STAGE: Legends of Reggae – Rhumbelow Theatre, Tina’s Hotel, Beryldene Road, Kloof
REVIEW BY BILLY SUTER
HAVING got my nod as 2019’s Newcomer of the Year on the Durban theatre scene, modest and charming singer, multi-instrumentalist and songwriter Tanner Wareham scores again with his salute to reggae, his second supper theatre show following last year’s tribute to Bob Dylan.
Blessed with a captivating, somewhat unique voice and also a multi-skilled musician, he appears in his laidback and informal new show on acoustic and electric guitar as well as keyboards and loop machine, backed by jolly bassist Reece Cook and fine drummer Yesh Naidoo.
Now a lot more confident and relaxed than when he took to the Tina’s Hotel stage last year for the first performance of his Dylan tribute, Wareham and his team offer a deft, highly enjoyable tribute to the sleepily catchy music style which originated in Jamaica in the late 1960s, evolving from the earlier genres of ska and rocksteady.
With a grin and a shrug, Wareham announces early in the performance that the show unapologetically comprises mostly songs associated with the godfather of reggae, Bob Marley. He also said at last night’s opening performance that, after the angst of Dylan, he was going to be keeping things cheerful… so it was a “no” to a shout-out requests for UB40’s Tyler and King, the trio offering Red, Red Wine instead.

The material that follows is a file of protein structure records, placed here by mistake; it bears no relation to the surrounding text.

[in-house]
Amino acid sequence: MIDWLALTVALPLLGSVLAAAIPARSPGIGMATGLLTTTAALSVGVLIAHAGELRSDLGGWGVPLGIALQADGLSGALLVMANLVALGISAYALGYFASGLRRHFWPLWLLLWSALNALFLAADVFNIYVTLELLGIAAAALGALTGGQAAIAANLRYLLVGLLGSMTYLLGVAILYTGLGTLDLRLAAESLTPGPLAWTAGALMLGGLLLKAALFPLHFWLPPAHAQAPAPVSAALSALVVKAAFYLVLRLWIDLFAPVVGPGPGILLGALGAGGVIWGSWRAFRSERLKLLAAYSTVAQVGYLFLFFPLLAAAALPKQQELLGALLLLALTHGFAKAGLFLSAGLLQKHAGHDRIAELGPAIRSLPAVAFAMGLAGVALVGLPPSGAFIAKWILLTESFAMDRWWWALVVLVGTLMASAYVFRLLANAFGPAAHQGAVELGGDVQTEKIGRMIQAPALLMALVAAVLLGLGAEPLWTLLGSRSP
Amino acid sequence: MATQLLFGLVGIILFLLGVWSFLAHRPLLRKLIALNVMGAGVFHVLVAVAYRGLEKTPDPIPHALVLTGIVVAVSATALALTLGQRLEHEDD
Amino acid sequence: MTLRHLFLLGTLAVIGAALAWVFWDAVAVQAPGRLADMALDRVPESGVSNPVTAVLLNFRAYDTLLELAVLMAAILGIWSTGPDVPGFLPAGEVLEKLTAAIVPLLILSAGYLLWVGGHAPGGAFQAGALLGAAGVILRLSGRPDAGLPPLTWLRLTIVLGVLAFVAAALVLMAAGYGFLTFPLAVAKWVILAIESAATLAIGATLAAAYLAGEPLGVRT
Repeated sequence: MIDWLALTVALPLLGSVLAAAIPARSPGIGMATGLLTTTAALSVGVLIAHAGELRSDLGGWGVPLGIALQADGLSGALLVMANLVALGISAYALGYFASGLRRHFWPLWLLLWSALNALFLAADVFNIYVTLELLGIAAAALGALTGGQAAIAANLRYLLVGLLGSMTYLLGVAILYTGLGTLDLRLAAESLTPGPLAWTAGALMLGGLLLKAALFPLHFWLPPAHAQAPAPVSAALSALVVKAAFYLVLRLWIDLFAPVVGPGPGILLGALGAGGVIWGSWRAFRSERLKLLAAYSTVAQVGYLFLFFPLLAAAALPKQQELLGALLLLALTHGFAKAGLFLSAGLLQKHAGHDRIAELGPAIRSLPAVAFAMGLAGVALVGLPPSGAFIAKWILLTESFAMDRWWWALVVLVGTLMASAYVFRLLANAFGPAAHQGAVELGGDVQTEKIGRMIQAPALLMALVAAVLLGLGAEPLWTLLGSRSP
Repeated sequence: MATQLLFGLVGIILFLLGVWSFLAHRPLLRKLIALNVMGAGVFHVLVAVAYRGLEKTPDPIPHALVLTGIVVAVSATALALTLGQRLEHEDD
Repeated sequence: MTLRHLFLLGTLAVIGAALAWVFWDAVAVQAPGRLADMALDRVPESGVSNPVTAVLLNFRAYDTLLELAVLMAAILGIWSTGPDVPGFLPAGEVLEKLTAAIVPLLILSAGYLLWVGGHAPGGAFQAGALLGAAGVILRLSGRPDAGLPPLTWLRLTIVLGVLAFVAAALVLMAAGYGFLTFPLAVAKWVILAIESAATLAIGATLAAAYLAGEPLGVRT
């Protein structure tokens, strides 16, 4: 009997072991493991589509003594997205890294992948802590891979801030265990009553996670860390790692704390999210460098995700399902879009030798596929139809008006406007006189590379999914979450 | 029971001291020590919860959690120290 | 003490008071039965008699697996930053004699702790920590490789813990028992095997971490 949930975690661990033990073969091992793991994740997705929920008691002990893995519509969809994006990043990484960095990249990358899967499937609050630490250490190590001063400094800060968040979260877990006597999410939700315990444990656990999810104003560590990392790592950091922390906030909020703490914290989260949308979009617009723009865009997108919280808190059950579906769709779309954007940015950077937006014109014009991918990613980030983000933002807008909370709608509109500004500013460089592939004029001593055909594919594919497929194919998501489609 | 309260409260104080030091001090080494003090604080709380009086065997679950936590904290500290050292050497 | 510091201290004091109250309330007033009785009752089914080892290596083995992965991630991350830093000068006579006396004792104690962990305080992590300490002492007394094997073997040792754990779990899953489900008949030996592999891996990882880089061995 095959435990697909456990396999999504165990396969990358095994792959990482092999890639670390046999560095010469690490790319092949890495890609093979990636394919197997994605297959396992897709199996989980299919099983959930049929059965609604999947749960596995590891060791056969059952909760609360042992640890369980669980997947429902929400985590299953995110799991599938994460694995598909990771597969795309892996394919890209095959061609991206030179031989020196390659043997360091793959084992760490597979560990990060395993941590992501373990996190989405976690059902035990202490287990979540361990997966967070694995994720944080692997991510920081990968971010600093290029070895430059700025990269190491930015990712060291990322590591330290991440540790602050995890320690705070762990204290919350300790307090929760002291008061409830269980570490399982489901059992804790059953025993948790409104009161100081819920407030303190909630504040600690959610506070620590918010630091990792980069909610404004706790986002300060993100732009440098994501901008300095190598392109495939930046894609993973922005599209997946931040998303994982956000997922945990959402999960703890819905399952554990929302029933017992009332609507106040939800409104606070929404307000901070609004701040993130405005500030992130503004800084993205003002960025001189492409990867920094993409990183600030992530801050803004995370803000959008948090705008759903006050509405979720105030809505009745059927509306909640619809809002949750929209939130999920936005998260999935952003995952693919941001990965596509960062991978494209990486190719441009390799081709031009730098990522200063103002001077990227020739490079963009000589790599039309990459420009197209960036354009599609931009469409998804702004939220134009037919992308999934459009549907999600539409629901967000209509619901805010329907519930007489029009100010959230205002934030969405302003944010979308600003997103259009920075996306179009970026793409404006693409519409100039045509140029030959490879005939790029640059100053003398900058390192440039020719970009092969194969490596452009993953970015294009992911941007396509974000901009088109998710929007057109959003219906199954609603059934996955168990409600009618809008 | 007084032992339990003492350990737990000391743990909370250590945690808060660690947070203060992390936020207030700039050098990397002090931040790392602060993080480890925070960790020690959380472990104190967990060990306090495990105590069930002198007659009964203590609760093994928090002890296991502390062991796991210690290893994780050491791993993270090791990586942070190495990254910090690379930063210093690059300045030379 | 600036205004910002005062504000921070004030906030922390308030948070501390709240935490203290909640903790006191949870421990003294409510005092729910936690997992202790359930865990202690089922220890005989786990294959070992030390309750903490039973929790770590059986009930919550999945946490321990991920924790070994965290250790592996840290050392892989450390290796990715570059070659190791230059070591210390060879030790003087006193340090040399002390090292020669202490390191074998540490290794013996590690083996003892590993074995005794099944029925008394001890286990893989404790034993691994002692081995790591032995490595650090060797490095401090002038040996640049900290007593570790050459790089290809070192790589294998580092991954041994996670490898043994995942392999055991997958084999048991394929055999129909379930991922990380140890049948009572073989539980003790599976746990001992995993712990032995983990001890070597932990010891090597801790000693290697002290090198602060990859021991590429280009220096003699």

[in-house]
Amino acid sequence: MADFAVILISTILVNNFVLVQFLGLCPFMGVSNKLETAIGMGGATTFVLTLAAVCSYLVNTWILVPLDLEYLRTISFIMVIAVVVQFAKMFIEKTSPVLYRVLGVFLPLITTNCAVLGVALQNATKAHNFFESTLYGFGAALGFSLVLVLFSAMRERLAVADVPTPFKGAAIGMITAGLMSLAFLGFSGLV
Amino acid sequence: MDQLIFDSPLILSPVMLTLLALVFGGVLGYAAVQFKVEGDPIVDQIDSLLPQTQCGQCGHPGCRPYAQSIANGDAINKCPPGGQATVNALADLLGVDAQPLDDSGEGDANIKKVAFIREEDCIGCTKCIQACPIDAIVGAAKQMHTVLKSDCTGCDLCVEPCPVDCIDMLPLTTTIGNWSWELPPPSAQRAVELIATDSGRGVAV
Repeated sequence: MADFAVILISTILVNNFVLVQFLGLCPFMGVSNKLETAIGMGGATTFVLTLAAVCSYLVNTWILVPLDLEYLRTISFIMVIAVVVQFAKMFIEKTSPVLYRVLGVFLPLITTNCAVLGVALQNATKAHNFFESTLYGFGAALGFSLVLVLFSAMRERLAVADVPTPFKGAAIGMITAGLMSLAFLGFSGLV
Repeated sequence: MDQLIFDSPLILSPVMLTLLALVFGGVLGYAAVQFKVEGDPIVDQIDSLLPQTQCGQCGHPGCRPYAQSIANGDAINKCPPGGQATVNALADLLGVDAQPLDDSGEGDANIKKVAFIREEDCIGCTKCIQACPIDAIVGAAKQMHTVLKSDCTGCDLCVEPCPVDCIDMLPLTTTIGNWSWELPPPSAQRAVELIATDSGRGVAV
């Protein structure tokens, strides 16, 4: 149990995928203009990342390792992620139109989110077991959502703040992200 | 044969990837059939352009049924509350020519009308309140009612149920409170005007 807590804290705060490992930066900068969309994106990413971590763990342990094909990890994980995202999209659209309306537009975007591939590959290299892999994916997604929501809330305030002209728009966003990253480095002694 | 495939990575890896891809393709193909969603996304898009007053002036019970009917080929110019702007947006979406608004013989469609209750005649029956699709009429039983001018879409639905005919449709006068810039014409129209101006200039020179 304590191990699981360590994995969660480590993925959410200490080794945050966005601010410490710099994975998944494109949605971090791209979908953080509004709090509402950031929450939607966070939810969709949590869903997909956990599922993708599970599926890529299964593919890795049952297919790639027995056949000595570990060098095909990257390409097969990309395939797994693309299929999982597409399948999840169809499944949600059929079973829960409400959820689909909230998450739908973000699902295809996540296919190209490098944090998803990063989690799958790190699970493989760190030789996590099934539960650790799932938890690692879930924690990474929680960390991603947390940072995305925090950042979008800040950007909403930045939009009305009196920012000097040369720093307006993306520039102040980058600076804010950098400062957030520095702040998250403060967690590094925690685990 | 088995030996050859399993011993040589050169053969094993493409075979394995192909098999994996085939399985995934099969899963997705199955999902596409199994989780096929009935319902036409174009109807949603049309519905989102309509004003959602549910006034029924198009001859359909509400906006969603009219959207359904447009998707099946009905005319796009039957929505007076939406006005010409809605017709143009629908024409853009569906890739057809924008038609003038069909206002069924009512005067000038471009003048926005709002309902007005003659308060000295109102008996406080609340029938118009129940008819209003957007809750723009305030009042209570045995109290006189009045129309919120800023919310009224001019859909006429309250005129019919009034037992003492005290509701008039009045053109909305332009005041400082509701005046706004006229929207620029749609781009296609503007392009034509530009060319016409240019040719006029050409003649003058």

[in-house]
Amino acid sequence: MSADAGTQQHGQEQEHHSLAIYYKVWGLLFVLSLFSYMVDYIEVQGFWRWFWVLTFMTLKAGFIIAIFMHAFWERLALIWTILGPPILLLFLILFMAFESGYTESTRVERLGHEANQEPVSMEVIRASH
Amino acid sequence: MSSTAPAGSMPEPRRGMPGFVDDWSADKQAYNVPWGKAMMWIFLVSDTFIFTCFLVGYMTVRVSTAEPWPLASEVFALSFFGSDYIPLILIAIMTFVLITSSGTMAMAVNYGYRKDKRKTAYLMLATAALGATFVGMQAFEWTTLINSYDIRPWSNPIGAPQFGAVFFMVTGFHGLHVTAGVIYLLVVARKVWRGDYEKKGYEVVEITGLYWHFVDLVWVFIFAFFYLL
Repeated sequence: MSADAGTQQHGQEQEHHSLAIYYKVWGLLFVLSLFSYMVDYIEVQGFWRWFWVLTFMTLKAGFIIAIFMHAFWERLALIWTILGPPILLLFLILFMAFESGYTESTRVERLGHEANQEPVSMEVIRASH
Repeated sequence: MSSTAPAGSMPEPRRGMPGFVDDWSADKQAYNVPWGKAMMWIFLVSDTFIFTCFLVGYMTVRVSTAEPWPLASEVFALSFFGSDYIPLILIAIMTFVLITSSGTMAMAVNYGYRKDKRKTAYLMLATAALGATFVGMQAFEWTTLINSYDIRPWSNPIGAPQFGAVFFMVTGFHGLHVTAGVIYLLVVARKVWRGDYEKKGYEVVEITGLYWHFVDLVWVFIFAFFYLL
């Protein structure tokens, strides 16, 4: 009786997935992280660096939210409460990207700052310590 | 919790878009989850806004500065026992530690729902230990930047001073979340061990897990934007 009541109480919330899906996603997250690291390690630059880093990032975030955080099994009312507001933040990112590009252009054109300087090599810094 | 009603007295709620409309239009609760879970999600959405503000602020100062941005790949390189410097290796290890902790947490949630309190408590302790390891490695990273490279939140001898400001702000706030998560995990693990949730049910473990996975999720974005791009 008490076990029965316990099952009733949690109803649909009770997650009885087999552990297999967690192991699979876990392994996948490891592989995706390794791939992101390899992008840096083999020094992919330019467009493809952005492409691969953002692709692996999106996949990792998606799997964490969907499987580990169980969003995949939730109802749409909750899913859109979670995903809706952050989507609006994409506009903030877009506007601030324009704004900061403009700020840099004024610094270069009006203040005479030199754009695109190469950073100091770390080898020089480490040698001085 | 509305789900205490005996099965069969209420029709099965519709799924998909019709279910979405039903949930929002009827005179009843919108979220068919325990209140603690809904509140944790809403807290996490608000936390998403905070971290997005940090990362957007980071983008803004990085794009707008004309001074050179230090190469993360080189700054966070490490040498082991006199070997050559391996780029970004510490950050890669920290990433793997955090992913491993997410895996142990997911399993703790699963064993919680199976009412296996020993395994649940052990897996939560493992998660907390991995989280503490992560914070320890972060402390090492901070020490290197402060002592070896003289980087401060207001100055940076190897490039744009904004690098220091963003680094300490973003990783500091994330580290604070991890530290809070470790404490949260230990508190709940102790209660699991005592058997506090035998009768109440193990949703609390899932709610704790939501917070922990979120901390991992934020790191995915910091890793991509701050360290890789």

Besides good renditions of Marley classics such as the opening Jammin’, Buffalo Soldier, One Love, Is This Love?, Three Little Birds, Redemption Song (a solo acoustic highlight for Wareham) and, of course, No Woman, No Cry and Get Up, Stand Up, there are other songs of note. These include an excellent version of Sting’s Englishman in New York (with a jazzy keyboard flourish midway), Inner Circle’s Sweat (a La La La Long) and Big Mountain’s cover of the Peter Frampton-penned Baby I Love Your Way.
Also featured are chart favourites such as Eddy Grant’s Gimme Hope Jo’anna and his overlong I Don’t Wanna Dance, and a delivery of Jimmy Cliff’s rather mediocre Reggae Nights which came over as surprisingly lacklustre as an encore piece.
Often the trio puts a welcome fresh tilt on the obvious, be it in Wareham’s phrasing or a song’s tempo being changed (most notably in a good, speeded-up delivery of Marley’s Could You Be Loved), and a packed and jovial opening night audience seemed more than happy.
“Please don’t accost us outside and ask why we didn’t include you favourites; there are just too many,” said bassist Cook at one point in the show’s first half… and he speaks the truth.
On that note, it would be great for the trio to consider a show sequel – and, for starters, I’d like the inclusion of Eddy Grant’s Can You Feel My Love? and Electric Avenue, some early UB40 and Johnny Nash’s I Can See Clearly Now. And how about a fun novelty medley of (Hey) Fattie Bum-Bum, Barbados, Suzanne Beware of the Devil and Rat in the Kitchen?
Legends of Reggae has final performances in Kloof at 8pm today (February 29) and 2pm tomorrow (March 1). Tickets cost R160 each (R140 for pensioners and students with valid student cards) and booking is at Computicket or by calling Roland Stansell at 082 499 8636.
Note that a season of Legends of Reggae at the Umbilo branch of the Rhumbelow Theatre is likely later in the year